There is a growing epidemic among high schoolers, especially in New York City. The problem has grown so big that the United States Food and Drug Administration (FDA) have attempted to silence it. This rampant issue is juuling, an electronic cigarette.
When you walk into a bathroom in my school, you notice one particular smell. It’s not the pungent smell of any usual public bathroom. Instead, it smells sickly sweet. Almost as if someone poured fruit juice all over the floor. Some may wonder why, but I immediately know the reason: juuling. As I’m using the bathroom, I see the telltale trail of smoke snaking its way to the ceiling. I shake my head in dismay as I make my way around the kids juuling in the bathroom and to the sink.
What is a juul, some may ask. It’s an e-cigarette that looks like a long flash drive. It uses a pod system (conveniently named Juul pods) that comes in all different flavors, ranging from mango to creme brulee. These pods contain 5% nicotine, and although it may not seem like much, each individual pod contains as much nicotine as an entire pack of cigarettes. Aside from Juul pods sold by the the actual company, there are other pods as well that come in, you guessed it, other flavors. EON pods, for example, come in pineapple, grape, etc. The worst part is that these third party pods may contain even more nicotine than their original counterparts.
In the eyes of a teacher or a parent, it may seem like a harmless flash drive. Multiple teachers have seen mine before (when I used to own one) and thought that it was a harmless flash drive. It’s easy to deceive adults, but I bet you that every single teen knows what a juul is. Its slick and simple design allows kids to decorate it by engraving it with something as simple as a pen and a pocket knife. There are even protective sleeves that people can buy to further decorate their juul.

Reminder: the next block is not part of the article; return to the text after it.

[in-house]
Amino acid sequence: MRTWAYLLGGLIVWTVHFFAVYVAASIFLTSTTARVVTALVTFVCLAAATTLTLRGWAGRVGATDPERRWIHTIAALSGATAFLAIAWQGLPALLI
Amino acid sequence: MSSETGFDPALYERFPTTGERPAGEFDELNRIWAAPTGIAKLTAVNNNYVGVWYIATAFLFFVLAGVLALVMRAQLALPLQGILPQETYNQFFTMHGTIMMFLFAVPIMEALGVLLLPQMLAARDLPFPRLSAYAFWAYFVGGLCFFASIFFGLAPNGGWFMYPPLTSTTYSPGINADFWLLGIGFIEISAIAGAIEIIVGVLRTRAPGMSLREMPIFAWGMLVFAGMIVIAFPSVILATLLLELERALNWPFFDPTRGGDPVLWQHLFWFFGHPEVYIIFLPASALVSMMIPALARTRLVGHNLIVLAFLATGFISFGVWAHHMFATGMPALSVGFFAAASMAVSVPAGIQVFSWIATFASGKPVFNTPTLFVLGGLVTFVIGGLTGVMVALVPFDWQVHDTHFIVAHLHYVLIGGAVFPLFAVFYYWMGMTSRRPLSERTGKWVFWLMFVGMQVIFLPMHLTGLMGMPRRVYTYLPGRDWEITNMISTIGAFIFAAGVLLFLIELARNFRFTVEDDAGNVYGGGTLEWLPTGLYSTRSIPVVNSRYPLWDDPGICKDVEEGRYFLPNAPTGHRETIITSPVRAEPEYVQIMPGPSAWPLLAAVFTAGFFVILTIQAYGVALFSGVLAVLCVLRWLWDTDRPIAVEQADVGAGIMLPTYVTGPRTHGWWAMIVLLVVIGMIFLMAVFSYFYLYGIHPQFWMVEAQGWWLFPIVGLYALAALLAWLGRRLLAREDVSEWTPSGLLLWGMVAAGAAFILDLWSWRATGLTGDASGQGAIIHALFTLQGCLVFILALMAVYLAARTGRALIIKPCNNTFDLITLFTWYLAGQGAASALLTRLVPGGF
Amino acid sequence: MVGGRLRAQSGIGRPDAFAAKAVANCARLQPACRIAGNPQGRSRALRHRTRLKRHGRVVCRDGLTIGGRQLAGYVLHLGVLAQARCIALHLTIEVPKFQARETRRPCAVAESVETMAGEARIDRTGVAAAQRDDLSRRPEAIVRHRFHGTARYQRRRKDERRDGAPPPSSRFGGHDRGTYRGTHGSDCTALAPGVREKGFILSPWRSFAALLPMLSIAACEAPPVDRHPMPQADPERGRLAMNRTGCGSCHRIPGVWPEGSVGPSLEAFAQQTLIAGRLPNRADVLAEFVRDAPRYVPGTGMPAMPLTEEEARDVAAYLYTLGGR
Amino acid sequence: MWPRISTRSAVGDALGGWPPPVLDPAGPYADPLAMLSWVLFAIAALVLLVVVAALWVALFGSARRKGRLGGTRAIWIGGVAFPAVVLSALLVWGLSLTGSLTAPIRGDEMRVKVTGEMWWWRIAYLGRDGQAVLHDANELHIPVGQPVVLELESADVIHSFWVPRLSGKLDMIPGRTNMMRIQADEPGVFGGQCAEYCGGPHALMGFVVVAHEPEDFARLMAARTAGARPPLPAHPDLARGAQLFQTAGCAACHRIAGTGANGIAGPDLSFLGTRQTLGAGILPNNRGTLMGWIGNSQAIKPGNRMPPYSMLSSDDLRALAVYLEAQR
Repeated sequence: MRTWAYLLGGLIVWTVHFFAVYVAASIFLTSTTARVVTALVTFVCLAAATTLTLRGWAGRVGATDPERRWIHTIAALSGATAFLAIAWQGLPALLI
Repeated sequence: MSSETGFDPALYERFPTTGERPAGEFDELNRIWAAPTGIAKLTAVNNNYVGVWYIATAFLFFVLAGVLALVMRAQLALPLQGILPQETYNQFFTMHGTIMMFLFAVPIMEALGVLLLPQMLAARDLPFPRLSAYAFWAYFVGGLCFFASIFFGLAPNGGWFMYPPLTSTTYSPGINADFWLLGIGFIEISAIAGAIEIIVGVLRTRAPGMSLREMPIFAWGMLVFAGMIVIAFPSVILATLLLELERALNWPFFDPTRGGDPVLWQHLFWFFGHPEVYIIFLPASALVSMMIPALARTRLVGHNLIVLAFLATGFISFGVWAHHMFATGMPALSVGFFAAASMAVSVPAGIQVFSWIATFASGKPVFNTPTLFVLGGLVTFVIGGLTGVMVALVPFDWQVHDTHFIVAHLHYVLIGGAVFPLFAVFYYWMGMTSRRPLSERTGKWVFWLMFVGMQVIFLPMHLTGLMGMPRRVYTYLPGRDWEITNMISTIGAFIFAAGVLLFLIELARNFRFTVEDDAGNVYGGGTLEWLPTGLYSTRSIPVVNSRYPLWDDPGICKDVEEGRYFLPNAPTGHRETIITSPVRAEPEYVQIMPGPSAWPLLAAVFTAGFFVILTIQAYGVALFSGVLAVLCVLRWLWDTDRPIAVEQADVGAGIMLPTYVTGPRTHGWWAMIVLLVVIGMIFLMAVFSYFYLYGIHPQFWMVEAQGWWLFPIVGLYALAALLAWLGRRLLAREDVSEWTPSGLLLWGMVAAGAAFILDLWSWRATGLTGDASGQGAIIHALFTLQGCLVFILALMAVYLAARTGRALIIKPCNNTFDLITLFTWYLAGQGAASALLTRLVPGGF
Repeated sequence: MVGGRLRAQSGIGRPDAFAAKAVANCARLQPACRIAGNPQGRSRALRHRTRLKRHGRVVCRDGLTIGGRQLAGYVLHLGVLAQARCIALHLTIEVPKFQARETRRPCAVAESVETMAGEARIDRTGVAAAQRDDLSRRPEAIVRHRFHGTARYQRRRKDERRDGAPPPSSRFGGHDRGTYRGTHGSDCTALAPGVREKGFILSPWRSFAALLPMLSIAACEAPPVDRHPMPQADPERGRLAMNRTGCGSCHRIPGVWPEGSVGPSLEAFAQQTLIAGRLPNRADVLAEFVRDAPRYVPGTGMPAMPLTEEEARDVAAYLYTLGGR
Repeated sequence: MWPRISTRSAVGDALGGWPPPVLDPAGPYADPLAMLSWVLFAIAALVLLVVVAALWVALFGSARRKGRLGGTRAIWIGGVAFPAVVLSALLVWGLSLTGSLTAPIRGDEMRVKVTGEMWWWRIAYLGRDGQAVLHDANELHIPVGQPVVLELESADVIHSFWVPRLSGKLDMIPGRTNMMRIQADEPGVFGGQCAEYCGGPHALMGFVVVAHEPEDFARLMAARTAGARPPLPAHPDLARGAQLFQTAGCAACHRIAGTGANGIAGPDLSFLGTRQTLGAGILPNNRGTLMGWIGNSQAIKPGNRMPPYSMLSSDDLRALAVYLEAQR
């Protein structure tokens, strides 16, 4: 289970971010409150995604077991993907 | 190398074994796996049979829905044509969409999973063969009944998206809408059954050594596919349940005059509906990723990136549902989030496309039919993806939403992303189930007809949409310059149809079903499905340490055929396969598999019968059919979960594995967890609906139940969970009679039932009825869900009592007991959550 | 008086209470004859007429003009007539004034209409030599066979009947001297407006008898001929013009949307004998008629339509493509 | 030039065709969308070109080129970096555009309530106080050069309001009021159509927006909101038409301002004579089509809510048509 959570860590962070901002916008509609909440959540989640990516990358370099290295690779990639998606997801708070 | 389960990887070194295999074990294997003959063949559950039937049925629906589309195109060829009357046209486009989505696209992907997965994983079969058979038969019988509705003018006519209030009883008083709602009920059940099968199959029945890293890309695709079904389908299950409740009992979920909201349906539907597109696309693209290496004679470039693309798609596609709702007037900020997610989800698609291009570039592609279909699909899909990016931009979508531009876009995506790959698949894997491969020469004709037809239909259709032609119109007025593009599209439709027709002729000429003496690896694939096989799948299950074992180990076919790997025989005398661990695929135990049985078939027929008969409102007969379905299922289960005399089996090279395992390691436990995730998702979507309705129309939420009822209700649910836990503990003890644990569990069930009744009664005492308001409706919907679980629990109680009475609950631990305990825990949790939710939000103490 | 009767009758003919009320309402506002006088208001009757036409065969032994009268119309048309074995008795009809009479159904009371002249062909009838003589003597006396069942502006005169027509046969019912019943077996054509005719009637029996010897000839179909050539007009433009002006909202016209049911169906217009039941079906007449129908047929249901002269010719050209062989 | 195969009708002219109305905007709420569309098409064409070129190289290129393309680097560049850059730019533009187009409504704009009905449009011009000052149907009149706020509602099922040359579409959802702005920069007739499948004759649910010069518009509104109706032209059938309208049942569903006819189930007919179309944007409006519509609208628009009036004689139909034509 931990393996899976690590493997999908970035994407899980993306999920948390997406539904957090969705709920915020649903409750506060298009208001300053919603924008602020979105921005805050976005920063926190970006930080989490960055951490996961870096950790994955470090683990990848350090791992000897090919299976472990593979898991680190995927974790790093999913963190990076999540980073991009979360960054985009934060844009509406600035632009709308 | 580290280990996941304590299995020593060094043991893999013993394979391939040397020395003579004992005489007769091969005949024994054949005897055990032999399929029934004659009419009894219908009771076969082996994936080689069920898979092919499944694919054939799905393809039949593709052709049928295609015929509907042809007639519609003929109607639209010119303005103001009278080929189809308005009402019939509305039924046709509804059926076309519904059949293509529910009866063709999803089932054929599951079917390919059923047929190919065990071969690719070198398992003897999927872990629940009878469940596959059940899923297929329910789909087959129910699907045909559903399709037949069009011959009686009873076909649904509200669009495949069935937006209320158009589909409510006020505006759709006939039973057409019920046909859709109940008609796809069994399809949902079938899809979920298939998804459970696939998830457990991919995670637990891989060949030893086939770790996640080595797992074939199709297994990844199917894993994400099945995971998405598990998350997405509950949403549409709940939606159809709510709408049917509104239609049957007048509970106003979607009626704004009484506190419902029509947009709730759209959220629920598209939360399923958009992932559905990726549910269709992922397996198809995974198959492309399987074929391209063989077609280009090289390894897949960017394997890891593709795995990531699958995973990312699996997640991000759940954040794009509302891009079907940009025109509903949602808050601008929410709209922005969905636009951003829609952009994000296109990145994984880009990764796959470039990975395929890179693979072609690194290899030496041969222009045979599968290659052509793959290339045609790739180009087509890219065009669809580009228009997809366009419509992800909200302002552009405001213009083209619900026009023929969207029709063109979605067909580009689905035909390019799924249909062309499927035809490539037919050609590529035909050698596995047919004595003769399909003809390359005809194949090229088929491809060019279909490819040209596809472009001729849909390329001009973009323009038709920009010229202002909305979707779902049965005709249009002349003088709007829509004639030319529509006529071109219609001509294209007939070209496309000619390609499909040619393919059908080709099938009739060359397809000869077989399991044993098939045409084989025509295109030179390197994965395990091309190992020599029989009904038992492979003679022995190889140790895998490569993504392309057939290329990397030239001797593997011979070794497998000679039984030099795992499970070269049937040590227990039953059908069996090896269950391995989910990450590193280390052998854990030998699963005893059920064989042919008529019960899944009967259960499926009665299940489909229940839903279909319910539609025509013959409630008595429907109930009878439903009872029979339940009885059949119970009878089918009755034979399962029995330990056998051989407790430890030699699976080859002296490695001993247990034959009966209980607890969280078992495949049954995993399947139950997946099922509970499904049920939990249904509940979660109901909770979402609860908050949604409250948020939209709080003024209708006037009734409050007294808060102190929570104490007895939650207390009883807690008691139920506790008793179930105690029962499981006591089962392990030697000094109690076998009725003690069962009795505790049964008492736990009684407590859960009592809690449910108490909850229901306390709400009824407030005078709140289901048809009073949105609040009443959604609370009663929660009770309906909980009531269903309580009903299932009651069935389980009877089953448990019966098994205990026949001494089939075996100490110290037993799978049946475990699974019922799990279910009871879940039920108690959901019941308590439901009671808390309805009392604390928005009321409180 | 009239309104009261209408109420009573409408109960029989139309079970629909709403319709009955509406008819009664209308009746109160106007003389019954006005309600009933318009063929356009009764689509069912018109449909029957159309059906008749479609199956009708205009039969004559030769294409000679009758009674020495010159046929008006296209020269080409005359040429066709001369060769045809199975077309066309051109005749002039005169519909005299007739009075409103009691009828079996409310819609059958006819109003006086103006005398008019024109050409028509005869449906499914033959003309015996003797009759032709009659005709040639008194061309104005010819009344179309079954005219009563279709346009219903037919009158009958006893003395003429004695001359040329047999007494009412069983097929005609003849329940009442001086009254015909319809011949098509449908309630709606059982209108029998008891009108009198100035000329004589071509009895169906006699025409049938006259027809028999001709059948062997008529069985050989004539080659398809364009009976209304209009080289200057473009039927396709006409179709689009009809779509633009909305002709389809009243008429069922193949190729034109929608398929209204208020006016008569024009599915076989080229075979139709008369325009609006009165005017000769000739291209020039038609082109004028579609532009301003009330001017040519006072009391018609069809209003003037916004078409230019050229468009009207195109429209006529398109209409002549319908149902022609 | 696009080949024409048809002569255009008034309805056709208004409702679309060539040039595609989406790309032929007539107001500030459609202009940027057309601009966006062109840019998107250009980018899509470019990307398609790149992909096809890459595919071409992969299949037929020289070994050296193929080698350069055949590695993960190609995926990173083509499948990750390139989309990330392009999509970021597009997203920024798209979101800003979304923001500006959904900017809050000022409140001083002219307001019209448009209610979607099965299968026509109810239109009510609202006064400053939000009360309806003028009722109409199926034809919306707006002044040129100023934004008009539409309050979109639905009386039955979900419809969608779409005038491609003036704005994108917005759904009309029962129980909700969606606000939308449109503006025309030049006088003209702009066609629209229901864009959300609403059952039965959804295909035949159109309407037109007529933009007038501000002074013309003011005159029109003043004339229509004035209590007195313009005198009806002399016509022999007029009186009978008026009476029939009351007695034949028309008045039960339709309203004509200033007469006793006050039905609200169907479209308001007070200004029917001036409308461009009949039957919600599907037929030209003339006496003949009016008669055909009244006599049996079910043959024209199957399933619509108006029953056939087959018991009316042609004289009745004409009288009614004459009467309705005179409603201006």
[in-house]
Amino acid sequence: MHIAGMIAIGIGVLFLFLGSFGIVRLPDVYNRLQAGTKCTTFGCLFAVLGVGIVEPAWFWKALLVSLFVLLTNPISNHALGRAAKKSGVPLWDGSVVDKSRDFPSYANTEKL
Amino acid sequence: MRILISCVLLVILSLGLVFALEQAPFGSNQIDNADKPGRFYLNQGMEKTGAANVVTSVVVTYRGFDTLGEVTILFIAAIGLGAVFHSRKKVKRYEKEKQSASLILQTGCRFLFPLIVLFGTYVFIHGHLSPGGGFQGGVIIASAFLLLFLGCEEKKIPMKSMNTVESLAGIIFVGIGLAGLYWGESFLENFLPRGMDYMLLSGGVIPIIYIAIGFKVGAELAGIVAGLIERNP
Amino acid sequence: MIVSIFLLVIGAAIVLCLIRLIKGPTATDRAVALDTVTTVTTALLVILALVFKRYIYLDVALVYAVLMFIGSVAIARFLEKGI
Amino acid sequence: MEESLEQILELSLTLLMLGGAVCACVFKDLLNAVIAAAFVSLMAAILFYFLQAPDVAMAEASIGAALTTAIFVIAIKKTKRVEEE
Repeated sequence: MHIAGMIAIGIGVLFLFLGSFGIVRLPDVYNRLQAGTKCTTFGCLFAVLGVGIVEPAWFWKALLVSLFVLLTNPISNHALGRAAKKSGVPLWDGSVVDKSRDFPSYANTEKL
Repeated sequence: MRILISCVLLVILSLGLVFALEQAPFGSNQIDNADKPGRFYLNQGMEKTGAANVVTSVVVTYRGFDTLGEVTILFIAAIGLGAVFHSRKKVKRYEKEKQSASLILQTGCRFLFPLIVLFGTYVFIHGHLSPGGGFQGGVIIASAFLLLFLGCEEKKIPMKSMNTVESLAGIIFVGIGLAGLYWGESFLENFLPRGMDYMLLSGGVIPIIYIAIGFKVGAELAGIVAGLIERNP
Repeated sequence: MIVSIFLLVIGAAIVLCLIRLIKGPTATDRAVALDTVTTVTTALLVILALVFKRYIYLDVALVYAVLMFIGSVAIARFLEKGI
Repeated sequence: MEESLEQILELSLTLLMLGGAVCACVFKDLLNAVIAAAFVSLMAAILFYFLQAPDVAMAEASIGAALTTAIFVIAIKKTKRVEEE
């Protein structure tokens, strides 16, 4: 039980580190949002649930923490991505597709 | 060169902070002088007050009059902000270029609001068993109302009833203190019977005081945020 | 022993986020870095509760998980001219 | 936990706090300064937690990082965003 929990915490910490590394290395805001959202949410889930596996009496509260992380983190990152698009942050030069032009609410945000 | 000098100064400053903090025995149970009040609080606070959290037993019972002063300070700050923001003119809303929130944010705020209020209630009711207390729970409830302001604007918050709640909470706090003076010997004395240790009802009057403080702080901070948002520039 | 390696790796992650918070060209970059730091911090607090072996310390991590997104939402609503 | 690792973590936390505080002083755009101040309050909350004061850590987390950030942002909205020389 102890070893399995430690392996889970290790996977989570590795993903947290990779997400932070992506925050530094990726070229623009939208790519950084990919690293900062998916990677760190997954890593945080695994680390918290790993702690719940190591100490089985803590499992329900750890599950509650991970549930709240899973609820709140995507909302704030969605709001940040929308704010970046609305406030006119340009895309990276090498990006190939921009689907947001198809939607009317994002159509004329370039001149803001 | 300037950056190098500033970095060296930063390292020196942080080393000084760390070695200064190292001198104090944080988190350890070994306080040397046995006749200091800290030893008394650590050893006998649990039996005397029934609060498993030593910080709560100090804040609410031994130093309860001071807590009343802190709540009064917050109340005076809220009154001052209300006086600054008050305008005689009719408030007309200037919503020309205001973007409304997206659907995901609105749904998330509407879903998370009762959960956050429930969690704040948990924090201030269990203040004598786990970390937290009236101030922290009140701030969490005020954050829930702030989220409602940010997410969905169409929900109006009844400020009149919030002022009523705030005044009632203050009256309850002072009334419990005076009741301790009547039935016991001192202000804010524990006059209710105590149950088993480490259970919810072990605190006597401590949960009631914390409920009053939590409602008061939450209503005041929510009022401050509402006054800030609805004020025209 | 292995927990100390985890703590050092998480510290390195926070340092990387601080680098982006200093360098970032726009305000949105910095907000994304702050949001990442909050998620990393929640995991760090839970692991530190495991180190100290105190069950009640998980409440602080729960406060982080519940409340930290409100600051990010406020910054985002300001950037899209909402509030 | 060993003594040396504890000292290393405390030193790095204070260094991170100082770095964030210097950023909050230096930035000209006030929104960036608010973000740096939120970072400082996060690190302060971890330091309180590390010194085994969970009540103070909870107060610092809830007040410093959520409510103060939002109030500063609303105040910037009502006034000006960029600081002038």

Unlike others, I knew when to stop and when to quit. I threw mine out when I realized that I was slowly getting addicted and I had to stop before I took it too far. However, the sheer level of vaping that goes on in my school is quite astounding. Who would ever think that a school that is supposed to be one of the top high schools in New York would be plagued by juuling? I know so many students that try to quit and simply can’t because they’re already addicted to nicotine.
The problem is growing to the point that the administration of many different schools are taking action, but that doesn’t seem to hinder kids. When a dean or teacher makes his/her way into the bathroom, you will always find a student warns the others to hide their electronic cigarettes. This is such a problem that at the renowned Bronx Science High School of Science, the administration shut down half of the bathrooms to crack down on juuling.
It’s shocking that something that was meant to help adult smokers quit has grown to become such an epidemic among teens. The trendy and accessible vaping device has become a social issue causing strife between administrators, parents, and students all over. Something needs to be done to halt this nation wide pandemic.